Industry & Product News

New Single-Chip Qualcomm CSRA6640 DDFA Amplifier Solution Allows Superior Audio in Smaller, Low Power Speakers
Qualcomm Technologies introduced the CSRA6640, a flexible, highly integrated amplifier solution with Qualcomm DDFA Digital Amplifier Technology. With its single-chip architecture, the CSRA6640 brings a new level of integration to make superior Class-D amplification more commercially viable on smaller form factors and lower tier products, helping manufacturers to create portable and power-efficient speakers that offer differentiated audio quality .    Read More

Apple Introduces Updated AirPods with Wireless Qi Charging
Apple is testing another way to introduce new products in "stealth mode" with daily announcements on its website. Starting with new updated iPads and iMacs on the first days of the week, Wednesday March 20 was the day chosen to confirm the much anticipated release of its new AirPods, powered by a new H1 chip, featuring 50% more talk time, hands-free wake-word "Hey Siri" and the option of a wireless charging case supporting the Qi standard .    Read More

SEAS Improves Foundational Driver Family with Launch of New Prestige Titan Series
SEAS announced the launch of its new Titan product line in the Prestige Series, implementing FEA-optimized magnet systems with copper caps and rings, and titanium voice coil formers, in combination with matte black aluminum cones and domes, among many other improved features. SEAS' Prestige series targets the hi-fi and DIY markets and offers a large array of sizes and diaphragm materials to perfectly fit the exacting requirements of both the OEM and distribution markets. The new Prestige Titan series is a long-awaited refreshment of this product line .    Read More

Solid State Logic Launches SiX Desktop Mixer
Solid State Logic (SSL) surprised us with the launch of SiX, a compact, desktop-friendly audio mixer that will appeal to a broad market of project studios and post-production suites. Even in its compact form, SiX is a classic SSL design, with a carefully considered feature set that the Oxford-based company says is "driven by an obsessive desire for total flexibility, to encompass every creative eventuality," and carries "the DNA of 40 years of true expertise in creative studio workflow."    Read More

New Sounds and Experiences at 10th Annual AXPONA, April 12-14 
AXPONA (Audio Expo North America) will take place April 12-14 at The Renaissance Schaumburg Convention Center and Hotel with more than 50 first-time exhibitors making their debut. AXPONA is known for featuring world-renowned companies and manufacturers, showcasing the most innovative products and services in the high-end audio industry. It is the place where manufacturers and dealers unveil their latest offerings, in a wide variety of price points and mediums .    Read More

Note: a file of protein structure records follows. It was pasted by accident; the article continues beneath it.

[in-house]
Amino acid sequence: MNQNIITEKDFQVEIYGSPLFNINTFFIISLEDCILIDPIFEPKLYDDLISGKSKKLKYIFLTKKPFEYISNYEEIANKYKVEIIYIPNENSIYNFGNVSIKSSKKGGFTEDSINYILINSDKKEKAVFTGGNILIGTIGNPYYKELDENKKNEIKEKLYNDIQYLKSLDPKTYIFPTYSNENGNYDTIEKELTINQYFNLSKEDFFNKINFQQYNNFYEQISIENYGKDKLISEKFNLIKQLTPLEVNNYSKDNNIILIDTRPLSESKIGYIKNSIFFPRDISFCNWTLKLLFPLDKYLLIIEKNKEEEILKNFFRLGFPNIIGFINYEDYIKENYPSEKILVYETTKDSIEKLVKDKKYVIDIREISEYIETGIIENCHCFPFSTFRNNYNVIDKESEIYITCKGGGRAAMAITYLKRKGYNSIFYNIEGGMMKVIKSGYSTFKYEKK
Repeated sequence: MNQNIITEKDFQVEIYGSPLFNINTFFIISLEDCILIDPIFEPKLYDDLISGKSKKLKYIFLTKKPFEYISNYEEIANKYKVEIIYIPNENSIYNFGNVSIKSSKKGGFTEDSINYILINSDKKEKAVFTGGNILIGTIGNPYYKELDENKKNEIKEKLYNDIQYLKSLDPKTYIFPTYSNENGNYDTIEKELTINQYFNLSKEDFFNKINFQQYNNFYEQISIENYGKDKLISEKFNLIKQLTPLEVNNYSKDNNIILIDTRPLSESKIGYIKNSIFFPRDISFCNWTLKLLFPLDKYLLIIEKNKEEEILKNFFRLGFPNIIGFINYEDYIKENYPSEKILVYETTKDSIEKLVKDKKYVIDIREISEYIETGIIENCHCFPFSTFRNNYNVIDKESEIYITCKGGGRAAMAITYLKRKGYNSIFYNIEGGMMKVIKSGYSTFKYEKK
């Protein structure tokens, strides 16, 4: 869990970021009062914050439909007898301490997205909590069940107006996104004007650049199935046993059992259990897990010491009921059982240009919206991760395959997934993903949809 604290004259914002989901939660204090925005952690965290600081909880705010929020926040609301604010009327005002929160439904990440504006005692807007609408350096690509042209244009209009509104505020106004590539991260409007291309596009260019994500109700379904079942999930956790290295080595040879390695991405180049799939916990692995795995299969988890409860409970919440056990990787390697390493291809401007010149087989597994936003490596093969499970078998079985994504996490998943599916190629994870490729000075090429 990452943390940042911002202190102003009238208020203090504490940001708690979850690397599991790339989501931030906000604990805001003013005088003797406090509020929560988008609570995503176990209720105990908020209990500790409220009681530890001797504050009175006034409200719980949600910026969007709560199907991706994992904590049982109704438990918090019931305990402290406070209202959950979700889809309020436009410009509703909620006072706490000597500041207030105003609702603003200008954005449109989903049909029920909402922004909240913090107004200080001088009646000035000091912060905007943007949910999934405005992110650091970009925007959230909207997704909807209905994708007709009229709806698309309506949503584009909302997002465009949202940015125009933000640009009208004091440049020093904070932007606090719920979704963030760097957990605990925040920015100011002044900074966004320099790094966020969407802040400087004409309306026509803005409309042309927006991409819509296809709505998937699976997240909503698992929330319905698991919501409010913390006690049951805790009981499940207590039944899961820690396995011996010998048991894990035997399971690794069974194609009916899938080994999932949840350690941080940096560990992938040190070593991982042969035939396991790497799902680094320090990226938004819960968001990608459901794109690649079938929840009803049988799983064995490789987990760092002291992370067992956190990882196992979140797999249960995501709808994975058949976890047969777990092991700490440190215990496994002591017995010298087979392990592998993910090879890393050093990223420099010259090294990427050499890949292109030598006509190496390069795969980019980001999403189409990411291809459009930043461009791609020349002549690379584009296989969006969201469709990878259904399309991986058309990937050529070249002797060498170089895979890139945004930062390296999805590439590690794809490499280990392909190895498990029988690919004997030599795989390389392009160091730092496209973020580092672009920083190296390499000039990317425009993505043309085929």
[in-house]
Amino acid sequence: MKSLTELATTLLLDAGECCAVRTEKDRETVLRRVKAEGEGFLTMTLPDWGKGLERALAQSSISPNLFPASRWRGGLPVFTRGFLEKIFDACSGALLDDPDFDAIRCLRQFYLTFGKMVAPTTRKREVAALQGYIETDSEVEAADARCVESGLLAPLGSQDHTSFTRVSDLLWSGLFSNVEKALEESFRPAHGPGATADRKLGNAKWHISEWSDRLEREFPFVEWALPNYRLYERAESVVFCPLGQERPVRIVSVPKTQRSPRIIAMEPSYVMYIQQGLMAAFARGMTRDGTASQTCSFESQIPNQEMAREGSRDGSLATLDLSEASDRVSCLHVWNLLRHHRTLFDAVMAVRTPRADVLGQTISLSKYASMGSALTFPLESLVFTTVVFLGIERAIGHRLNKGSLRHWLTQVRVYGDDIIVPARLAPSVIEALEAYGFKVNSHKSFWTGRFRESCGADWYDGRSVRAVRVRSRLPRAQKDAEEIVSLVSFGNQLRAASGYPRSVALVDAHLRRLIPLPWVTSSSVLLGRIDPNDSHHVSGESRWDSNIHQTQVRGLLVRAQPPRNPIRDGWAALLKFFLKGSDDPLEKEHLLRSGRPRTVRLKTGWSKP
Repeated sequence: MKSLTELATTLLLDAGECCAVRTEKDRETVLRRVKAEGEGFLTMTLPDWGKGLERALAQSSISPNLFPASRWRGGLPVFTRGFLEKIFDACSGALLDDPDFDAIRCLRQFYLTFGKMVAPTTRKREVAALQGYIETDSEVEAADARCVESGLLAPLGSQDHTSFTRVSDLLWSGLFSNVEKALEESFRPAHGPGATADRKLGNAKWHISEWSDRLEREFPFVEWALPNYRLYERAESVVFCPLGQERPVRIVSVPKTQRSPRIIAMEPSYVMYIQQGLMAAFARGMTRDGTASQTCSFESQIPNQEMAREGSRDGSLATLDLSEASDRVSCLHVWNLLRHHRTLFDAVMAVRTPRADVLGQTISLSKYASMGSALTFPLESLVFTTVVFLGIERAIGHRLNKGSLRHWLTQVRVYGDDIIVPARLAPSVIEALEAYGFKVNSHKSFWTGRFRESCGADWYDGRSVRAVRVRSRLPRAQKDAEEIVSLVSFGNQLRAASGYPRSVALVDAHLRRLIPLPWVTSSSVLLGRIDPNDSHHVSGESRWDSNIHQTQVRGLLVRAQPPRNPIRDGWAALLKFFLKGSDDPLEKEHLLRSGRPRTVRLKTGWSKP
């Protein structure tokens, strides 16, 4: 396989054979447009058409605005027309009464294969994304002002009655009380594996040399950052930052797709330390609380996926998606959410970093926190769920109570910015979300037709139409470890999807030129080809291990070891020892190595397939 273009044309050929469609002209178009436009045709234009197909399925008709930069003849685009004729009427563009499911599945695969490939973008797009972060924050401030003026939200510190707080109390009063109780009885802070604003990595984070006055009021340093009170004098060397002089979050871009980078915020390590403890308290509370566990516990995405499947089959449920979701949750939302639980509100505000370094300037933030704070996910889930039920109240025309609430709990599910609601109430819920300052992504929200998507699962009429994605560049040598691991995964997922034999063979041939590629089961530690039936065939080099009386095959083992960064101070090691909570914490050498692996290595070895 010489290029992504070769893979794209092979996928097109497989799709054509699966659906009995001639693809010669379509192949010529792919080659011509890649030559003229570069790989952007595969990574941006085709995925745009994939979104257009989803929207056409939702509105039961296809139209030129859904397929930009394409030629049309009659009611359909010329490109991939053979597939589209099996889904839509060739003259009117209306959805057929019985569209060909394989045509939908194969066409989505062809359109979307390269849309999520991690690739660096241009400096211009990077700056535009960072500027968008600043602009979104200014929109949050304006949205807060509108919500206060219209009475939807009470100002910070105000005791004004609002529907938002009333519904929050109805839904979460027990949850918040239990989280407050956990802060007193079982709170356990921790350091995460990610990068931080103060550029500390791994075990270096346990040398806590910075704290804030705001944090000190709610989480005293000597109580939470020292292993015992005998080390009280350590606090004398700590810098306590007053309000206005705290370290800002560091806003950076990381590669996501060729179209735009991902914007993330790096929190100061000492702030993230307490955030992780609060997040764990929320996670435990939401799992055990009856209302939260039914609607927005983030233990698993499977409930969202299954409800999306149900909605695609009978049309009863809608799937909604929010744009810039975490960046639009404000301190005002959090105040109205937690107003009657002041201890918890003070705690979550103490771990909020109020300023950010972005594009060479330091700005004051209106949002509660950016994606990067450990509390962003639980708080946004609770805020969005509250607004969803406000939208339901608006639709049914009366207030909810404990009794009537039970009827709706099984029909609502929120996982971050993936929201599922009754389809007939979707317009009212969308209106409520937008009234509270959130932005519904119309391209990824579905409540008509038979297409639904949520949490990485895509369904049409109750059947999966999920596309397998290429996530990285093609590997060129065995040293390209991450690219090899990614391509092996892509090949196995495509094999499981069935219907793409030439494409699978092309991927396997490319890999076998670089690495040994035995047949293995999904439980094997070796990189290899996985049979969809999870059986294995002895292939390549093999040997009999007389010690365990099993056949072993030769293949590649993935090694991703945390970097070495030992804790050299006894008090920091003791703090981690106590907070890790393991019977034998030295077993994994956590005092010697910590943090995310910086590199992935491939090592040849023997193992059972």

Steinberg Unveils Nuendo 10 with Advanced Sound Design and Media Production Features
Presented for the first time at this year's Game Developer Conference (GDC) in San Francisco, CA, the latest iteration of Steinberg's audio post-production workstation, Nuendo 10, combines premium audio quality with a sheer endless number of advanced editing tools, intelligent workflow enhancements and exciting new features. Nuendo 10 now adds a new Field Recorder Audio Import window, Video Cut Detection, VoiceDesigner effects, a Doppler effect, dearVR support, and much more .    Read More

Teledyne LeCroy Demonstrates First Protocol Analyzer Platform for Next-Generation USB4 and Thunderbolt 3 Systems
During the Thunderbolt 3 Developer Conference & Plugfest that took place in Taipei, Taiwan on March 5, Teledyne LeCroy, a leading company in USB protocol test solutions, announced and demonstrated the first protocol analyzer platform for testing next-generation USB4 and Thunderbolt 3 systems. The new Voyager M4x Protocol Analyzer underscores the company's technical expertise and leadership in the USB ecosystem .    Read More

Qualcomm Launches AI-Enabled Highly Integrated SoCs and Dedicated Smart Speaker Platform
Qualcomm made two important announcements for audio developers, both bound to significantly impact the fast-growing market of smart speakers and new generation whole-home audio systems. The San Diego, CA company announced the new QCS400 family of audio SoCs and the Smart Audio Platform 400 development kit, bringing smart speakers high-performance processing, Qualcomm AI Engine, superior connectivity, and multiple advanced audio and visual display capabilities in a single, power-optimized chip architecture .   Read More

Editor's Desk
J. Martins

USB-C, Thunderbolt 3 and USB4
Everything Explained! (not)

I literally have not had much sleep since Intel and the USB Promoter Group announced the forthcoming USB 4 specification.